Most digital SLRs seem to have a dynamic range expansion function but I noticed that some also offer a High Dynamic Range mode and it’s listed as a major feature. What exactly is this mode and how does it differ from the typical dynamic range expansion or optimizer feature? —Connie Jackson
The recent Pentax and Sony DSLRs (and the Canon Powershot G12) do provide an HDR mode, Connie and it’s very useful. When it’s activated, the camera fires three shots—each with a different exposure level—and then merges them into a single photo. The final image exhibits dramatically increased shadow detail. This is quite different from dynamic range expansion, a function which provides greater shadow detail by extra processing of a single image.
For example, imagine a scene inside a cathedral on a sunny day. Small windows allow the sun to enter to illuminate some areas, while much of the interior remains significantly darker. A photo made with dynamic range expansion will exhibit lighter shadow areas than a conventional photo. Of course, the shadow lightening also makes digital noise (graininess or coloured speckles) more obvious. And when a very high expansion level is used, the photo can look unnatural. A camera with an HDR mode can provide a more dramatic improvement in shadow detail and as a bonus, image quality will be better.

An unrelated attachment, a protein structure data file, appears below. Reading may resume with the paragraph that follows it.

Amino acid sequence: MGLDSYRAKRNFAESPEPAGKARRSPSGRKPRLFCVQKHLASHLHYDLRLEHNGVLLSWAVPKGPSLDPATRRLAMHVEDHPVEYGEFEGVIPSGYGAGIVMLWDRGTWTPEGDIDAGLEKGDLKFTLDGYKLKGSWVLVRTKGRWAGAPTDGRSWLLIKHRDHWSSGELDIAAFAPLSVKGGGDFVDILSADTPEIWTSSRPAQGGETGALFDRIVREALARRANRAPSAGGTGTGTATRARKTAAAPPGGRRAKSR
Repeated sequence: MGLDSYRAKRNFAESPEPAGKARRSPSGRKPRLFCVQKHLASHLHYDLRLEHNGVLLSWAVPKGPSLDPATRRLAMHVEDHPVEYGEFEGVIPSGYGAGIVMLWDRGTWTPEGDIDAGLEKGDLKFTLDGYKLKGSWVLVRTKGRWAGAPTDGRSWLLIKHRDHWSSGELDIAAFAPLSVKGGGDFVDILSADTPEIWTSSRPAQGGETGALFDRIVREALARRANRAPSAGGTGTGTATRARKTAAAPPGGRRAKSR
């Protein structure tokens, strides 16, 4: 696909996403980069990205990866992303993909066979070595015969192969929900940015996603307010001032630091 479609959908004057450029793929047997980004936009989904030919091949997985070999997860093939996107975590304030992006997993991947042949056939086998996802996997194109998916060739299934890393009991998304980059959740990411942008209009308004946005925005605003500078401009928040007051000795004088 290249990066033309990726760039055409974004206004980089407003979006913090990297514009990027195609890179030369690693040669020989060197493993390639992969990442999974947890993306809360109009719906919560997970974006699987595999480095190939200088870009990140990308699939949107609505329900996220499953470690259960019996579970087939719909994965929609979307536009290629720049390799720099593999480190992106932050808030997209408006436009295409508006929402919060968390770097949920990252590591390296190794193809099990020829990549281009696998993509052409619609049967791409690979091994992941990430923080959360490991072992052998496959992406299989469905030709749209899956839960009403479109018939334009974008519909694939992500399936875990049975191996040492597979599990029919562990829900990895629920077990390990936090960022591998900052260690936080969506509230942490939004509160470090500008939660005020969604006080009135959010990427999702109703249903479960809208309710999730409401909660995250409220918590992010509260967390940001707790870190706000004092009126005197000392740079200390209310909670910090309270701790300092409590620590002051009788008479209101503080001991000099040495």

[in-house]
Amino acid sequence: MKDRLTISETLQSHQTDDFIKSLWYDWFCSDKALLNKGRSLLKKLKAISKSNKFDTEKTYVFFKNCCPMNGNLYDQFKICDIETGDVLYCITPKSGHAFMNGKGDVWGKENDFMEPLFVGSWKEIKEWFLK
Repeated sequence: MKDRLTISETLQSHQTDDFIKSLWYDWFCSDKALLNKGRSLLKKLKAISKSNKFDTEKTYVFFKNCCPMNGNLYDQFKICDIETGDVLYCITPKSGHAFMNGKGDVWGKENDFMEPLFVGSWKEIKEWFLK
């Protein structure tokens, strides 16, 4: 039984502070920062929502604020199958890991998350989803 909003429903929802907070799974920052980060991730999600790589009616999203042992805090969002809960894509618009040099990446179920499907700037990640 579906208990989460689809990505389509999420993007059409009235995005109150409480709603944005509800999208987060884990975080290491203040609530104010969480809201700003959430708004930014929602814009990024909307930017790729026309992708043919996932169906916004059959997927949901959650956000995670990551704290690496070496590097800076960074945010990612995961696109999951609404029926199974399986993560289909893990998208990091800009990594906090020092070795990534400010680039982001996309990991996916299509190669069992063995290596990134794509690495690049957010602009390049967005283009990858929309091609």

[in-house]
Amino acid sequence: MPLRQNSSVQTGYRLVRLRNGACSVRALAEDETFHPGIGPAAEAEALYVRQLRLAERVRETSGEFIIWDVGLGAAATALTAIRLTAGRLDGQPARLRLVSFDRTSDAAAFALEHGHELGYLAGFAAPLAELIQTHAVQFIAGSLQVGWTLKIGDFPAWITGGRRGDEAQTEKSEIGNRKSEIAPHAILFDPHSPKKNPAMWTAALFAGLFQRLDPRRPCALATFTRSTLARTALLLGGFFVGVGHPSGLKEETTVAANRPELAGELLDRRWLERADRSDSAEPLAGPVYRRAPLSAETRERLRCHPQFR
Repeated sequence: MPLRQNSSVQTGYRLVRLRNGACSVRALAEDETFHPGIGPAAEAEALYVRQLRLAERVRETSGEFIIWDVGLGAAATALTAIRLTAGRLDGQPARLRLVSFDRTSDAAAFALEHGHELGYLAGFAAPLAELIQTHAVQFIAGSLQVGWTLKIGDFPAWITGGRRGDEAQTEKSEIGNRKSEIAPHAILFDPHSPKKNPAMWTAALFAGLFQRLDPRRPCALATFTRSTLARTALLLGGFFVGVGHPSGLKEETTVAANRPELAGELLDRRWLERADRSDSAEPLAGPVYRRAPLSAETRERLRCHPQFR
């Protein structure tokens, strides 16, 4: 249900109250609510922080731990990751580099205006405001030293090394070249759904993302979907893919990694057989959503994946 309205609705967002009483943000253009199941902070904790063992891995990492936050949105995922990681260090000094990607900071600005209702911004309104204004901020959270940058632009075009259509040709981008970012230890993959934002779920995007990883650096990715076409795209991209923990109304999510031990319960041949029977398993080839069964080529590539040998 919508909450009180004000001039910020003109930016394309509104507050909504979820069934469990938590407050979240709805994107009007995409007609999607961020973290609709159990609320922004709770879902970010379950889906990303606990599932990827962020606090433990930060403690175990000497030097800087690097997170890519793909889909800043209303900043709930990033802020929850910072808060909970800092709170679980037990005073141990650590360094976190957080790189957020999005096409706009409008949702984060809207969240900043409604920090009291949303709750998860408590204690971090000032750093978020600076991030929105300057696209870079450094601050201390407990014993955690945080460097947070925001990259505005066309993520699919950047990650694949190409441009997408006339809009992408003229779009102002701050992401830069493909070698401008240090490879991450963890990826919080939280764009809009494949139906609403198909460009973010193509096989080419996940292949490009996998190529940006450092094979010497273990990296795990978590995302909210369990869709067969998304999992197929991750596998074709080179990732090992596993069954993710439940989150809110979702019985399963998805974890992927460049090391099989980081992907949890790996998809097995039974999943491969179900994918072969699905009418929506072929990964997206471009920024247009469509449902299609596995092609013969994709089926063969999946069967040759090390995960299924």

An HDR mode is even more effective than DRO in extremely high contrast. Shoot an HDR image and you’ll get a great deal of detail in the shadow areas. The process should also tone down extremely bright highlight areas, but frankly, it’s less impressive in this respect.
Earlier DSLRs with an HDR mode required the user to mount the camera on a tripod when taking the three shots. The more recent Sony a55 and a33, as well as the Pentax K-5, allow for shooting the series hand-held. (The user can set the amount of exposure difference that the camera will use when taking each of the three shots.) Avoid serious camera shake—perhaps by bracing the camera against a solid object—and do not change the composition. As long as the three photos are quite similar in framing, the DSLR’s processor can micro-align them so the final image should look perfect.